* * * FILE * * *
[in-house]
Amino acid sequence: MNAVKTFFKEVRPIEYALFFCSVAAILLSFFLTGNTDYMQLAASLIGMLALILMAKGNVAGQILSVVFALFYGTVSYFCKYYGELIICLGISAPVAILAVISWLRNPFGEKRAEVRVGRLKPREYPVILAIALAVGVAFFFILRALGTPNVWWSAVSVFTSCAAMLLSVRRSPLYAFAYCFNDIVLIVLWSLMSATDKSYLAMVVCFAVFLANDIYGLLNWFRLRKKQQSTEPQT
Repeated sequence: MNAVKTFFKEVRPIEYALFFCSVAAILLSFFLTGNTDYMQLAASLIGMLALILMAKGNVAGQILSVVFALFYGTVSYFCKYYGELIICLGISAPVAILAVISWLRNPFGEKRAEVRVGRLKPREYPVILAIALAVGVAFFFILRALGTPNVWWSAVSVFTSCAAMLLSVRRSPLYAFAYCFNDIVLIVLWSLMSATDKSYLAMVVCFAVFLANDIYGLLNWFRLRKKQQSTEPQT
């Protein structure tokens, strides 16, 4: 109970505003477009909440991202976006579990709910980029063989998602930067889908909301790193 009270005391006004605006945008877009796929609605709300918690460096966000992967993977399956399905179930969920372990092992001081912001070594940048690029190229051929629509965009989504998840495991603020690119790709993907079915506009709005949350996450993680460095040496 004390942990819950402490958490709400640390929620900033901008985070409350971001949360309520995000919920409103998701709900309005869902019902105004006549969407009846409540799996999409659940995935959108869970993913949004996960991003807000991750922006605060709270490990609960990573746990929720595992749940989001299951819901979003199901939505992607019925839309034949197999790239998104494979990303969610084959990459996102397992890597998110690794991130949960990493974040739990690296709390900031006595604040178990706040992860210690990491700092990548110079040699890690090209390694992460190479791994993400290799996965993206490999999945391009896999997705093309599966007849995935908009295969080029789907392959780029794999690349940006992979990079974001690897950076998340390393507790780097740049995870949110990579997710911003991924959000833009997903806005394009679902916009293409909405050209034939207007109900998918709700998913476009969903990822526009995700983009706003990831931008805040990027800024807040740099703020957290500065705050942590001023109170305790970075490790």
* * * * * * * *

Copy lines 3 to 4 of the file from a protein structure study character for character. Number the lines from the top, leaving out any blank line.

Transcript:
Repeated sequence: MNAVKTFFKEVRPIEYALFFCSVAAILLSFFLTGNTDYMQLAASLIGMLALILMAKGNVAGQILSVVFALFYGTVSYFCKYYGELIICLGISAPVAILAVISWLRNPFGEKRAEVRVGRLKPREYPVILAIALAVGVAFFFILRALGTPNVWWSAVSVFTSCAAMLLSVRRSPLYAFAYCFNDIVLIVLWSLMSATDKSYLAMVVCFAVFLANDIYGLLNWFRLRKKQQSTEPQT
């Protein structure tokens, strides 16, 4: 109970505003477009909440991202976006579990709910980029063989998602930067889908909301790193 009270005391006004605006945008877009796929609605709300918690460096966000992967993977399956399905179930969920372990092992001081912001070594940048690029190229051929629509965009989504998840495991603020690119790709993907079915506009709005949350996450993680460095040496 004390942990819950402490958490709400640390929620900033901008985070409350971001949360309520995000919920409103998701709900309005869902019902105004006549969407009846409540799996999409659940995935959108869970993913949004996960991003807000991750922006605060709270490990609960990573746990929720595992749940989001299951819901979003199901939505992607019925839309034949197999790239998104494979990303969610084959990459996102397992890597998110690794991130949960990493974040739990690296709390900031006595604040178990706040992860210690990491700092990548110079040699890690090209390694992460190479791994993400290799996965993206490999999945391009896999997705093309599966007849995935908009295969080029789907392959780029794999690349940006992979990079974001690897950076998340390393507790780097740049995870949110990579997710911003991924959000833009997903806005394009679902916009293409909405050209034939207007109900998918709700998913476009969903990822526009995700983009706003990831931008805040990027800024807040740099703020957290500065705050942590001023109170305790970075490790």